Our Civil War Collection: A Newspaper Perspective contains major articles gleaned from over 2,500 issues of The New York Herald, The Charleston Mercury and the Richmond Enquirer, published between November 1, 1860 and April 15, 1865.
Coverage begins with the events preceding the outbreak of war at Fort Sumter, continues through the surrender at Appomattox and concludes with the assassination and funeral of Abraham Lincoln.
This detailed summary of the Southern forts appeared in the January 14, 1861 edition of The Charleston Mercury,
FORT MACON, BEAUFORT, N.C.
Fort Macon protects Beaufort, N.C., and is situated on a bluff on Bogiebank, one and three fourths mile from the city. It commands the entrance to Beaufort harbor, having full sweep of fire on the main channel. The opposite entrance to the harbor is Shackleford bank, one and a half miles across. The fortification is of hexagonal form, has two tiers of gins, one in casemated bombproofs and the other en barbette.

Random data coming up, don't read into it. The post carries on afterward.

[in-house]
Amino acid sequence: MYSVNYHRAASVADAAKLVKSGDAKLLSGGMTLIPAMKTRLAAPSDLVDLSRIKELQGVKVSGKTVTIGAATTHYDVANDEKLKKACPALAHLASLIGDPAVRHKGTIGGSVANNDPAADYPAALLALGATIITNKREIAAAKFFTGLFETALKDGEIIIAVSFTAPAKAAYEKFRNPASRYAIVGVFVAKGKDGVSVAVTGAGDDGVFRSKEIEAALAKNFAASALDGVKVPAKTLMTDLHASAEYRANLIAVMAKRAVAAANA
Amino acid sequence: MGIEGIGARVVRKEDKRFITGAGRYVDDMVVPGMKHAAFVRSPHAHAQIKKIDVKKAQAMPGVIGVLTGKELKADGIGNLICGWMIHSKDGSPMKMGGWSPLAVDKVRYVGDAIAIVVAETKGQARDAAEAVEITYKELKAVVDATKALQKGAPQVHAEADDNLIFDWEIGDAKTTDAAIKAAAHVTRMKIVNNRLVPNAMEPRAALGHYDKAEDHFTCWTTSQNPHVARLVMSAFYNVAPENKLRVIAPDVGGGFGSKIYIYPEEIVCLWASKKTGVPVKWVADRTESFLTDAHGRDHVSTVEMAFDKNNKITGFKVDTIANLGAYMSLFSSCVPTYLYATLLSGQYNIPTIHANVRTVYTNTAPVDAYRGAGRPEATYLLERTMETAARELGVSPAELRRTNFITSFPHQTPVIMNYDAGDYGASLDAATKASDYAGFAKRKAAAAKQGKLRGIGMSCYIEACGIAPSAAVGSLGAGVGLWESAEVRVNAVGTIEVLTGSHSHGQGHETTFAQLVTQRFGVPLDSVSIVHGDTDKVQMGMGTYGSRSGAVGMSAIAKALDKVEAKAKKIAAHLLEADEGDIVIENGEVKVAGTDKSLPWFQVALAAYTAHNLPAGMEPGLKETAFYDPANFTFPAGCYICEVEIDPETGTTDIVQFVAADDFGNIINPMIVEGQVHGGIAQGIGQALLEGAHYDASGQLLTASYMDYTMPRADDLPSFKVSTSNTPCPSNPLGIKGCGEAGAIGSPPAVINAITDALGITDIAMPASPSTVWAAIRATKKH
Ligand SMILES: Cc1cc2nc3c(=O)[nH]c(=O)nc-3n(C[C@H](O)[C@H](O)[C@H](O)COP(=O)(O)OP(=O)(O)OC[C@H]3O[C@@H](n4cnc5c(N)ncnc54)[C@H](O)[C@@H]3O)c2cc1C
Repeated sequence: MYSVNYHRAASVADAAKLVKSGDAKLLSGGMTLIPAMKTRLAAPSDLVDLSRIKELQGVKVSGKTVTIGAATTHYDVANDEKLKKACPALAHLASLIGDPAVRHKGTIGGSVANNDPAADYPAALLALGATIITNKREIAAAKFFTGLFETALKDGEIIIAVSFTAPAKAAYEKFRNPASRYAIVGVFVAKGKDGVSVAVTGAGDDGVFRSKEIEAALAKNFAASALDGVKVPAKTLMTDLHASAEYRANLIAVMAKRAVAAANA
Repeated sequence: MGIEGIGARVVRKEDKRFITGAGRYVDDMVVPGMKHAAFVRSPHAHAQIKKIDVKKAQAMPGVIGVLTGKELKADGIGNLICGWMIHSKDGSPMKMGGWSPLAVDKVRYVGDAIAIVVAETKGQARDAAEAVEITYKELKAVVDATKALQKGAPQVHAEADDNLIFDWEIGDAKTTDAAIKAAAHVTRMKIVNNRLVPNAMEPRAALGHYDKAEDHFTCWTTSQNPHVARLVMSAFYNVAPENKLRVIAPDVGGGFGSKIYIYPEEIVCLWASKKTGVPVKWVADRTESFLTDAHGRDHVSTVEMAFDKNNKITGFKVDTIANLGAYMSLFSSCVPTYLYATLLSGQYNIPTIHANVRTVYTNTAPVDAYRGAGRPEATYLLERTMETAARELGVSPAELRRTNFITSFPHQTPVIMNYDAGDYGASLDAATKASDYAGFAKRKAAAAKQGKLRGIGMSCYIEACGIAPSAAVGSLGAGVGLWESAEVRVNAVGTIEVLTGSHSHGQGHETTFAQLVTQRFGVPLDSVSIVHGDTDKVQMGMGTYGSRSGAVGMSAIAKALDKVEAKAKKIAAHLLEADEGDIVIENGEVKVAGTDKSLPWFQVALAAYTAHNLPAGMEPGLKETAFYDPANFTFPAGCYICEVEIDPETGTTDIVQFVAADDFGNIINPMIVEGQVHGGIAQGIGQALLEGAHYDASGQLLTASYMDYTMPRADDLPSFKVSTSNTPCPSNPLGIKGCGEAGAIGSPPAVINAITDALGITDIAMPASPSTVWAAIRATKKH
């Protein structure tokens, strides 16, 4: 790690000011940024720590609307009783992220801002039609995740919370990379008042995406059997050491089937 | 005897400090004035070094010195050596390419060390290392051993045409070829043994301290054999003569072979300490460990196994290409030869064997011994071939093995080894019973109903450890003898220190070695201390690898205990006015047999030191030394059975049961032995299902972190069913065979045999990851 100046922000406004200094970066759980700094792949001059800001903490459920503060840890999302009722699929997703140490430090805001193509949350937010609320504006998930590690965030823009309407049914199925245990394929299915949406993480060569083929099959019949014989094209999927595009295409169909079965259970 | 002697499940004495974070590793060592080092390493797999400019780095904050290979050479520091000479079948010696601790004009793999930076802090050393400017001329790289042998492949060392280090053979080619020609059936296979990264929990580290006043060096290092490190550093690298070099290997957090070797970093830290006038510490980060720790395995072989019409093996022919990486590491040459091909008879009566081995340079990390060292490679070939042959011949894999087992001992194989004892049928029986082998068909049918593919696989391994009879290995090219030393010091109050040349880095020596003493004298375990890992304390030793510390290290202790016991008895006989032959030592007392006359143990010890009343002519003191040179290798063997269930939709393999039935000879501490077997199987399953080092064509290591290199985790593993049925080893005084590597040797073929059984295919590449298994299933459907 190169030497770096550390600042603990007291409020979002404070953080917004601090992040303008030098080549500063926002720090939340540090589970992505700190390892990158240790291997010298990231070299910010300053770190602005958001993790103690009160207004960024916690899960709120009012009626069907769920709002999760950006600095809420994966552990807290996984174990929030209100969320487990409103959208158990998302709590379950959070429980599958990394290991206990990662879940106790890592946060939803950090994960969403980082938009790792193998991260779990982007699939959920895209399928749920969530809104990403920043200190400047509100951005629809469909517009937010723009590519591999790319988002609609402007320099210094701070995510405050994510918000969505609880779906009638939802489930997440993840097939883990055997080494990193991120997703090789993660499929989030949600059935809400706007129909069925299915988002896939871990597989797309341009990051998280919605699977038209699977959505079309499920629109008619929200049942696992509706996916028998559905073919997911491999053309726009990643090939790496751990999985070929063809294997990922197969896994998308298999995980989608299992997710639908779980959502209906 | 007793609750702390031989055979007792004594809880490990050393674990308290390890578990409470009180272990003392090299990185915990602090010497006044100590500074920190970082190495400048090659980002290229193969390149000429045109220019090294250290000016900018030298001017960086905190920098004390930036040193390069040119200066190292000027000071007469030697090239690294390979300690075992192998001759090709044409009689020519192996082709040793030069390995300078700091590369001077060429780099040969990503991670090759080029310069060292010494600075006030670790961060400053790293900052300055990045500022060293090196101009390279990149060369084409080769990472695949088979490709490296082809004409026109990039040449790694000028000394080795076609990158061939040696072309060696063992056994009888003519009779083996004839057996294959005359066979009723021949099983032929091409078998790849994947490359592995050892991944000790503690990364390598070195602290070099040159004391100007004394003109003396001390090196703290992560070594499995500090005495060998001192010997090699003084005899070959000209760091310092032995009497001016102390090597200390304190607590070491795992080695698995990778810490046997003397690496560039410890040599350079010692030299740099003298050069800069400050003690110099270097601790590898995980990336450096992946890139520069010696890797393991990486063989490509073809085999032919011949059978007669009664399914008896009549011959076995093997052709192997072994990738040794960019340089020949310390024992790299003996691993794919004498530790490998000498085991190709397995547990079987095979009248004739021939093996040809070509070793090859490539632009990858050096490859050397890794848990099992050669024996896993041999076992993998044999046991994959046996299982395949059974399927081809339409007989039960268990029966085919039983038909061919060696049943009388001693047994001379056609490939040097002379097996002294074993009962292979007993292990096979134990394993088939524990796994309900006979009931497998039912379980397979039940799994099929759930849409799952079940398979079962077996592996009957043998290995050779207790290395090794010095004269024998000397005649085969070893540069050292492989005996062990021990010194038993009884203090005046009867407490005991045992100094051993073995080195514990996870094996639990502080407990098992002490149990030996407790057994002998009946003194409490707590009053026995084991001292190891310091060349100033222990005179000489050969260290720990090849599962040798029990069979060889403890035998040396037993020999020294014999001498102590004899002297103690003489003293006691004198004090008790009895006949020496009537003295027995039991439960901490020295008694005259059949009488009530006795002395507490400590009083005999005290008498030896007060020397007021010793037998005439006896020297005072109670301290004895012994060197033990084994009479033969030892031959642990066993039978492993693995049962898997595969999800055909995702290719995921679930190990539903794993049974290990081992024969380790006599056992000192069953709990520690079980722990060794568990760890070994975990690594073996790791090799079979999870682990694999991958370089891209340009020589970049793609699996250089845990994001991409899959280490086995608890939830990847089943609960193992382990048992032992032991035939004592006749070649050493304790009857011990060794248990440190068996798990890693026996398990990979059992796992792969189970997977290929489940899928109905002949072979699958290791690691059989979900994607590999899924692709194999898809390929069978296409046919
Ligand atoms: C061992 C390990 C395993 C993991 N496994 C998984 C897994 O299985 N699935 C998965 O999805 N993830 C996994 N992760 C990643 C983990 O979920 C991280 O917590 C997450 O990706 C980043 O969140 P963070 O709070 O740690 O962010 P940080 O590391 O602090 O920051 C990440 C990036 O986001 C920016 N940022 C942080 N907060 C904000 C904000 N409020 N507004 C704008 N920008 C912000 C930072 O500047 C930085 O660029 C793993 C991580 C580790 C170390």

Its armament consists of twenty thirty two pounders, thirty two twenty four pounders, two eighteen pounders, two twelve pounders, three field pieces for flanking defense, twelve flank howitzers (heavy), eight eight-inch howitzers (light), one thirteen inch mortar, three ten inch mortars, two Coehorn mortars. Total, eighty-seven guns.
The war garrison of the fort is three hundred men. This fort, requires pointing in many places; nearly all the iron work, such as door and window fastenings, are rusted away. One of the wooden bridges across the ditch is decayed, as also the shingled entire slope of the covered way. The shot furnace is useless, the storerooms need renovation, and the roadway requires to have its embankment repaired, and a new bridge to be built across the canal. The wharf having its piers undermined by the sea current and its wooden superstructure much decayed, requires to be rebuilt.
The fortification cost the Federal Government half a million dollars.